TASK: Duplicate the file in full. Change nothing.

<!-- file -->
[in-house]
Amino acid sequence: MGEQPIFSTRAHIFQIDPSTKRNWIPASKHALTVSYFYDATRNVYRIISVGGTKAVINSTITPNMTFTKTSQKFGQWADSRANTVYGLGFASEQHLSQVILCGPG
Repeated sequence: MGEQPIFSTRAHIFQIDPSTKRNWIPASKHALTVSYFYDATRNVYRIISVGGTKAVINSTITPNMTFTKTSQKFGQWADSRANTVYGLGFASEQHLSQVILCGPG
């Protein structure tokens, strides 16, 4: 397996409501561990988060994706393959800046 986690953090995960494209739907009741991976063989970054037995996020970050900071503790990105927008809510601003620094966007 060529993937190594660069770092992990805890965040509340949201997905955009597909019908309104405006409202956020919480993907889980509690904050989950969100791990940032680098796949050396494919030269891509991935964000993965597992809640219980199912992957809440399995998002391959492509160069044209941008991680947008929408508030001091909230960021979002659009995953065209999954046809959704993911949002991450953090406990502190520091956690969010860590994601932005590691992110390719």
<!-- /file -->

[in-house]
Amino acid sequence: MGEQPIFSTRAHIFQIDPSTKRNWIPASKHALTVSYFYDATRNVYRIISVGGTKAVINSTITPNMTFTKTSQKFGQWADSRANTVYGLGFASEQHLSQVILCGPG
Repeated sequence: MGEQPIFSTRAHIFQIDPSTKRNWIPASKHALTVSYFYDATRNVYRIISVGGTKAVINSTITPNMTFTKTSQKFGQWADSRANTVYGLGFASEQHLSQVILCGPG
């Protein structure tokens, strides 16, 4: 397996409501561990988060994706393959800046 986690953090995960494209739907009741991976063989970054037995996020970050900071503790990105927008809510601003620094966007 060529993937190594660069770092992990805890965040509340949201997905955009597909019908309104405006409202956020919480993907889980509690904050989950969100791990940032680098796949050396494919030269891509991935964000993965597992809640219980199912992957809440399995998002391959492509160069044209941008991680947008929408508030001091909230960021979002659009995953065209999954046809959704993911949002991450953090406990502190520091956690969010860590994601932005590691992110390719």